There’s a rising risk of COVID reinfection in the elderly, new study says
Older people are more at risk of catching Covid-19 again after recovering from a previous bout of the virus, new research shows.
While most people are unlikely to get the disease again for at least six months, the elderly are more prone to reinfection, according to the results published Wednesday in the Lancet. The study of test results in Denmark last year showed that those under age 65 who’d had Covid were about 80% protected from getting it again. Protection dropped to 47% for those 65 and older.
The data suggest that those who have had the virus should still be vaccinated, the authors said. Natural protection can’t be relied upon, particularly for the elderly, who are most at risk of severe disease. The Denmark analysis focused on the original coronavirus strain and made no assessment of new variants thought to be more transmissible.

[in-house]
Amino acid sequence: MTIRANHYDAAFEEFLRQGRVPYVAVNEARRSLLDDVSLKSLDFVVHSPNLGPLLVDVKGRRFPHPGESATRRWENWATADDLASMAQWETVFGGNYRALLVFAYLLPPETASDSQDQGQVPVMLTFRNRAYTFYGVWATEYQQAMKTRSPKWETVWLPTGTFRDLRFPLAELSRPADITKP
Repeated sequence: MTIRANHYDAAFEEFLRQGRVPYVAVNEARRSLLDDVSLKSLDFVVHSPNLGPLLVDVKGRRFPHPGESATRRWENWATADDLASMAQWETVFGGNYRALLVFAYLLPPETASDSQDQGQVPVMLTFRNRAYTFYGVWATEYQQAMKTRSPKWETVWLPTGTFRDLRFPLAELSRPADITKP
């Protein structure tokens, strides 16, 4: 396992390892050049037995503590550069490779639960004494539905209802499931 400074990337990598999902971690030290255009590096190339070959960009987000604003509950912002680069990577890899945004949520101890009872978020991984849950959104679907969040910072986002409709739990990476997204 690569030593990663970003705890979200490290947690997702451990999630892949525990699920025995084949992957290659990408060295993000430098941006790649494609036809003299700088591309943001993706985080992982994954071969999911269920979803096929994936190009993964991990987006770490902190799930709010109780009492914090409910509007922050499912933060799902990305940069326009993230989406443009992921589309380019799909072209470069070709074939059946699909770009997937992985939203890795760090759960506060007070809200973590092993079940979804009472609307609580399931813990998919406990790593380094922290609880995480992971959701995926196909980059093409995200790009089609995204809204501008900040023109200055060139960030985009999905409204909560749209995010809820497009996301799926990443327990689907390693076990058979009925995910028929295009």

“Our findings make clear how important it is to implement policies to protect the elderly during the pandemic,” even if they have already had Covid-19, Steen Ethelberg, a senior researcher from the Statens Serum Institut in Copenhagen, said in a statement. “Our insights could also inform policies focused on wider vaccination strategies and the easing of lockdown restrictions.”
The authors of the study analyzed data collected as part of Denmark’s national SARS-CoV-2 testing strategy. More than two-thirds of the population, or about 4 million people, were tested over a period spanning the country’s first and second waves. The analysis found that only 0.65% of people returned a positive PCR test during both waves. A higher proportion — 3.3% — got a positive result after a previous negative one.
In line with findings from other studies, there was no evidence that protection against reinfection waned within six months, the authors said. However, since the virus was only identified in December 2019, the complete period of protective immunity conferred by infection has still to be determined. It also wasn’t possible to assess whether the severity of symptoms affected a patient’s degree of immunity, they wrote.
“These data are all confirmation, if it were needed, that for SARS-CoV-2 the hope of protective immunity through natural infections might not be within our reach and a global vaccination program with high-efficacy vaccines is the enduring solution,” professors Rosemary Boyton and Daniel Altmann from Imperial College London wrote in a comment linked to the study.